The music mensch

After 10 years in the North Bay, conductor Jeffrey Kahane is almost ready to pass the baton.

After the 2004-05 season, the longtime music director of the Santa Rosa Symphony will depart to take over the Colorado Symphony in Denver. But the Sonoma County resident isn’t putting up the “for sale” sign on his front lawn anytime soon.

“It’s not clear that we will leave California,” says the L.A.-born-and-bred Kahane. “Our daughter, Annie, still has two more years of high school.”

Santa Rosa has been good to Kahane and his family, which includes wife, Martha, and 23-year-old son, Gabriel, a musician living in New York. Not only did the arts community embrace Kahane with open arms, but Santa Rosa Congregation Shomrei Torah — where Annie became bat mitzvah — embraced the family as well. Annie was the first in her family to have the coming-of-age ceremony.

“It was incredibly moving,” recalls Kahane of the ceremony. “Annie announced six years ago that she wanted to be a bat mitzvah. It was at her initiative, and so we got involved.”

Though Kahane’s Jewish ancestry runs deep (his mother was a refugee from prewar Nazi Germany), that is not the case with his wife. Her parents had converted from Judaism to Christianity, and she was raised as a Christian. But over time she felt something shift internally.

“When we’d been married about 15 years, Martha began to feel very uncomfortable,” recalls Kahane. “She always knew Judaism was part of her, and she was no longer comfortable being something else. We joined a synagogue in Rochester, N.Y., where we were living at the time.”

Since then, Kahane has drawn closer to his religious roots, and has enjoyed exploring them through his art. He is a champion of Jewish-influenced classical music, both new works and standard repertoire.

He recently performed for the first time the Shostakovich E minor piano trio from 1944, which the composer dedicated to one of his students, a Jew who perished in the war.

“Shostakovich’s love of Jewish folk music is deep and strong,” says Kahane. “The ambiguity of Jewish melody can be joyous and sorrowful. I’ve loved the piece for years, but had never played it. I was overwhelmed.”

He loves klezmer, and one of his favorite contemporary composers is Argentina’s Osvaldo Golijov, a Jew who infuses much of his work with Hebraic melodies and references.

He’s a personal friend of Golijov’s, and of nearly everyone else of note in the classical music world. In a field known for temperamental head cases, Kahane is an artist revered for his kindness and humor as well as his talent.

The first indication that he had a musical future came at age 3 when Kahane’s parents took him to see the late piano maestro Artur Rubenstein. At the end of the concert, while the adults applauded, little Jeffrey, mesmerized, walked up the aisle to shake Rubenstein’s hand.

Something must have rubbed off. Kahane began piano studies soon after and displayed precocious talent. By his teens, he was routinely winning piano competitions. He left Beverly Hills High School early to attend the San Francisco Conservatory, his first Bay Area beachhead.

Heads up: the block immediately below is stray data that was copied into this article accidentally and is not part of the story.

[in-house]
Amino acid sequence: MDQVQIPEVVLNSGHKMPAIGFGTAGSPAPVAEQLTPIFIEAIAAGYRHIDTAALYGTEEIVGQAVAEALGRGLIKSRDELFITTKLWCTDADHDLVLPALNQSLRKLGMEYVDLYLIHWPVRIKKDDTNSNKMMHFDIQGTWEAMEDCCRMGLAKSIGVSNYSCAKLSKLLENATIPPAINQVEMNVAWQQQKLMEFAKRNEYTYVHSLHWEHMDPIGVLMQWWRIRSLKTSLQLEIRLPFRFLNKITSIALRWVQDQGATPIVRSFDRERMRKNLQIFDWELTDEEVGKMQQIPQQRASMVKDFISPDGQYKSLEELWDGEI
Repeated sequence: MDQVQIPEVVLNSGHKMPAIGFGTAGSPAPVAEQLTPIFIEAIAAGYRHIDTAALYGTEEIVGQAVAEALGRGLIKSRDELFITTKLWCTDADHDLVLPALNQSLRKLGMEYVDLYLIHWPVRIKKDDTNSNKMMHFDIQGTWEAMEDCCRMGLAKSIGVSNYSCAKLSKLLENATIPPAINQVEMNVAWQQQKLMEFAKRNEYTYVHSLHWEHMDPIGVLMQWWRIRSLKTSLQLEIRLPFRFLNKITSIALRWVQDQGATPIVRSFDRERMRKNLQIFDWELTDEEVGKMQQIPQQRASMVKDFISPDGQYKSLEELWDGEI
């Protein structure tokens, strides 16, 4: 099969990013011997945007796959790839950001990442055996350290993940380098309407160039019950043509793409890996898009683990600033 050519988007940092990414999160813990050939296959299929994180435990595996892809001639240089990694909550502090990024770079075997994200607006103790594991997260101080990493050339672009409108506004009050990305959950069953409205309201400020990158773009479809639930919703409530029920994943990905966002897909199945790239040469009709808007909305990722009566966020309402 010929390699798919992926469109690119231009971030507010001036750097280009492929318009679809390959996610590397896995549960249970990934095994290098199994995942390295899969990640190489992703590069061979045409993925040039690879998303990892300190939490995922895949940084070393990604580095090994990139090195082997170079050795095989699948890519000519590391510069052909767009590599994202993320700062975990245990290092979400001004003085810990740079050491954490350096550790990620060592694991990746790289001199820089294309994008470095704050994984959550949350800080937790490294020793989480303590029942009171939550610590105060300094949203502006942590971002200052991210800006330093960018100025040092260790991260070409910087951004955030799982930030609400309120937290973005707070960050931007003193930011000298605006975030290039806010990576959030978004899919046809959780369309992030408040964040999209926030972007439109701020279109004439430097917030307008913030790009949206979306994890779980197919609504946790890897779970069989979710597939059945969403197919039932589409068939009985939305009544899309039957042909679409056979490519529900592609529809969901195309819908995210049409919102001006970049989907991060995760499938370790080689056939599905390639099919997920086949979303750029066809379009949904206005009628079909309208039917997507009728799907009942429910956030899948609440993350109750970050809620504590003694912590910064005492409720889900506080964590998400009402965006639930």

By his 20s, Kahane was a top soloist, touring the world. But in 1988, he began transitioning to conducting.

“As a teen,” he says, “it wasn’t something I thought about all the time, like being a pianist or a rock ‘n’ roll star. But as I played with orchestras, I became fascinated by the potential. Then something happened that was a driving factor: the realization that I’m an educator as much as a performer. That’s been at the heart of everything I’ve done.”

He has been music director of the Santa Rosa Symphony for 10 years, as well as conductor of the Los Angeles Chamber Orchestra since 1997. Kahane also launched the Green Music Festival, now in its fifth year at Sonoma State University.

It’s not strictly classical music for Kahane. He performed with rock bands as a teen, and a couple of years ago had the chance to conduct the orchestra for a week of dates with one of his boyhood idols, James Taylor.

“It was one of the greatest experiences of my life,” he says. “Standing on the podium when he started to sing ‘The Water is Wide’ was incredible.”

As for the role Judaism plays in his life today, Kahane says “The religion interests me, but I felt alienated because I couldn’t read the Hebrew. Still, I feel profoundly Jewish and it’s been something I’ve certainly begun to integrate into my artistic life.”

While no one will mistake Denver for the Lower East Side of Manhattan, Kahane should be able to carry on from the Mile High City, Jewishly and musically. “It’s a fabulous orchestra,” he says of his new ensemble, “the greatest American orchestra that nobody knows about.”

How long he will stay in Colorado is anybody’s guess, but with his schedule laid out literally years in advance, Kahane tends to think in long blocks of time.

“This is a seven-year commitment,” he says, “maybe more. But I don’t worry about it. I worry more about the world.”

Dan Pine

Dan Pine is a contributing editor at J. He was a longtime staff writer at J. and retired as news editor in 2020.